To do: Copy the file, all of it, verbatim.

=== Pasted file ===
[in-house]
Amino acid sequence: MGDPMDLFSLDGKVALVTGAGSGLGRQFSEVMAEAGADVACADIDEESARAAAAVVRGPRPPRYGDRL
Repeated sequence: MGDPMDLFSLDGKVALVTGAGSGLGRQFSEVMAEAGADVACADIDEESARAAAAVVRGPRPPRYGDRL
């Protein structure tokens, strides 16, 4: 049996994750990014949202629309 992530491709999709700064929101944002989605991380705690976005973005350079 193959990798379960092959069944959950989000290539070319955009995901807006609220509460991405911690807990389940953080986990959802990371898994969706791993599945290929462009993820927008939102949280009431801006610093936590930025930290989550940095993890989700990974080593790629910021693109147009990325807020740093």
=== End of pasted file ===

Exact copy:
[in-house]
Amino acid sequence: MGDPMDLFSLDGKVALVTGAGSGLGRQFSEVMAEAGADVACADIDEESARAAAAVVRGPRPPRYGDRL
Repeated sequence: MGDPMDLFSLDGKVALVTGAGSGLGRQFSEVMAEAGADVACADIDEESARAAAAVVRGPRPPRYGDRL
């Protein structure tokens, strides 16, 4: 049996994750990014949202629309 992530491709999709700064929101944002989605991380705690976005973005350079 193959990798379960092959069944959950989000290539070319955009995901807006609220509460991405911690807990389940953080986990959802990371898994969706791993599945290929462009993820927008939102949280009431801006610093936590930025930290989550940095993890989700990974080593790629910021693109147009990325807020740093």